On the other side of the gospel’s “done,” there is another kind of “do”: not the doing that strives for God’s favor or adds anything to Christ’s cross, but the doing that rises from fresh power, resurrection purpose, and a new and deep pleasure in God.
Say you have a friend whose approach to the Christian life seems somewhat extreme. Too strict. Overly disciplined.
You heard him say something the other day about beating his own body—figuratively (you think), but still. In fact, the way he talks often makes you squirm a little bit. Strain, agonize, struggle, labor, strive—these are common words for him. Maybe too common for someone saved by grace.
Then again, he does regularly celebrate God’s grace—more than you do, actually. He’s a joyful, worshiping man, not gloomy or obsessive in the typical sense. His seriousness is almost always tinged with something merry, and for all his drive he seems marked by unusual peace. He’s warm toward you, friendly.
But still, the man never seems to let up. He reads his Bible, and prays, and speaks of spiritual things with an earnestness that embarrasses you. He talks of fighting sin as if he had a sword strapped to his thigh. He denies himself many innocent pleasures (without expecting you to do so) because, he says, they “slow his pursuit of Christ.” You can’t help but feel a touch kittenish in his presence, your Christianity more purr than roar. So you wonder.
Is this legalism? Asceticism? An attempt to be superhuman?
And then, once again, you remember that this friend is the apostle Paul.
Now, if the apostle himself had overheard our concern, he may have sympathized, at least a little. For Paul had known the dangers of discipline. Hebrew of Hebrews, law-keeping Pharisee, zealous persecutor, Paul ran harder and faster than most (Philippians 3:5–6; Galatians 1:14). Yet his disciplined feet only carried him farther and farther from Christ (1 Timothy 1:13). He was rigorous, precise, self-denying, and lost.
Yet, remarkably, when Paul lost his legalism, he did not lose his discipline. Not even a little bit. God transformed him, instead, into a stunning apostolic paradox: He preached justification by faith alone, and he pursued holiness with fear and trembling (Philippians 2:12–13). He worshiped God for his grace, and he “worked harder than any” (1 Corinthians 15:10). He boasted of Christ’s sufficiency, and he beat his body lest somehow he should fail to finish the race (1 Corinthians 9:27).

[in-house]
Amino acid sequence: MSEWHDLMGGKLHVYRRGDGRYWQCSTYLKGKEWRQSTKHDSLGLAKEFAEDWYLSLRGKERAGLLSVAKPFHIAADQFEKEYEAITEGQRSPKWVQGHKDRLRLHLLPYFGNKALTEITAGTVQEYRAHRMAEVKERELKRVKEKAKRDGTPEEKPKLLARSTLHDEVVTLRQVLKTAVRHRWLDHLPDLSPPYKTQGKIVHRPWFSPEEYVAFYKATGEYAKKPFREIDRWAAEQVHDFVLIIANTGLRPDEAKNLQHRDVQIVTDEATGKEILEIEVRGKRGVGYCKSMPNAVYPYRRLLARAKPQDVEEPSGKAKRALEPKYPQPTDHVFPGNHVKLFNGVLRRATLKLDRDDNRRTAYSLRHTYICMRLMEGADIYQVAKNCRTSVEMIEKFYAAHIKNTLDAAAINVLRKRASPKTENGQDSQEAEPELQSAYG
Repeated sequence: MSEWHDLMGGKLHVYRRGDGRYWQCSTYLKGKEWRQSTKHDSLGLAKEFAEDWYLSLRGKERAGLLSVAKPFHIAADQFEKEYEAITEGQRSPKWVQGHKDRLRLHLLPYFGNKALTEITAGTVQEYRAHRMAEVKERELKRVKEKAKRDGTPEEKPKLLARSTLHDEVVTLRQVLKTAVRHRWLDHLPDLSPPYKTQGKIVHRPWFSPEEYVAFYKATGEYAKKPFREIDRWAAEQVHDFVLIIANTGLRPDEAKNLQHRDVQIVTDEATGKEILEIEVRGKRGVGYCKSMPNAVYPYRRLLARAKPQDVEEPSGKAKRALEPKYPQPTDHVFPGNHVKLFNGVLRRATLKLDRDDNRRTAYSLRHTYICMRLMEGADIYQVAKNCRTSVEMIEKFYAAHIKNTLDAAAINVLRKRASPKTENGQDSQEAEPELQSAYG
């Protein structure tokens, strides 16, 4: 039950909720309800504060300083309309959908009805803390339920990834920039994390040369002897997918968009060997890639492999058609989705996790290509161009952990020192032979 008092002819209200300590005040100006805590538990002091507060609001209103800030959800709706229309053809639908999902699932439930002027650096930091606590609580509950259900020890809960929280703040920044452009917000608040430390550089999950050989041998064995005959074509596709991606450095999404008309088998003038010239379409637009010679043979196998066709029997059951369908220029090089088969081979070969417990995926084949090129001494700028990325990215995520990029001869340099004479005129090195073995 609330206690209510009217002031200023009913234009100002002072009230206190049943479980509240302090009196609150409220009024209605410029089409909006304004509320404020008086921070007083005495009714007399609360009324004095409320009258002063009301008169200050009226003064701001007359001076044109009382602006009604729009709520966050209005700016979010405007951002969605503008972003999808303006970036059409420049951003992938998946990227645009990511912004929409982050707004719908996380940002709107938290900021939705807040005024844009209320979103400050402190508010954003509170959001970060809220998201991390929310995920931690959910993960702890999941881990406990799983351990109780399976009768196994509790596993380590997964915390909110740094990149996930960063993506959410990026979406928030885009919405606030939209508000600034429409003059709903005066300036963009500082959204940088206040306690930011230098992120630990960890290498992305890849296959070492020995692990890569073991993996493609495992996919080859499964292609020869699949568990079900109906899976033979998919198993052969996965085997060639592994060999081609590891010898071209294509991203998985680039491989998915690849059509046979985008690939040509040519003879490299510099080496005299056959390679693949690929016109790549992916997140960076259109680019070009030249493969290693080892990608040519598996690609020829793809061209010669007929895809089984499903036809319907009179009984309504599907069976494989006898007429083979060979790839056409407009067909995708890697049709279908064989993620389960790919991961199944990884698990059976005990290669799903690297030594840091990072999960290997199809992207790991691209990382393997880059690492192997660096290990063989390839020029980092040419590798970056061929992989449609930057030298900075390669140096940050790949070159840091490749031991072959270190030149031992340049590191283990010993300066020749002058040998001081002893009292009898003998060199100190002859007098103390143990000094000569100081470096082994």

We struggle to live such paradoxes. The grace of God, for many of us, seems to produce a more casual Christianity, a faith without a sweat. But when Paul’s own discipline passed through the fires of grace, it emerged on the other side not consumed but refined—free from the dross of self-righteousness, aglow with the Spirit’s flame.
Mentions of discipline lace Paul’s letters. We could consider his toil in teaching (Colossians 1:29), his striving in prayer (Romans 15:30), his refusal to use his full apostolic rights (1 Corinthians 9:12), or that startling statement already mentioned: “I strike a blow to my body and make it my slave” (1 Corinthians 9:27 NIV). But we may hear the heartbeat of Paul’s discipline most clearly in Philippians 3:12–14 and its context:
Not that I have already obtained this or am already perfect, but I press on to make it my own, because Christ Jesus has made me his own. Brothers, I do not consider that I have made it my own. But one thing I do: forgetting what lies behind and straining forward to what lies ahead, I press on toward the goal for the prize of the upward call of God in Christ Jesus.
Paul the persecutor died on the Damascus road—and in his place arose a man who pressed and strained for Christ. A mighty discipline still drove him forward, but a discipline far different from the one he had known. A new power, new purpose, and new pleasure now gripped him.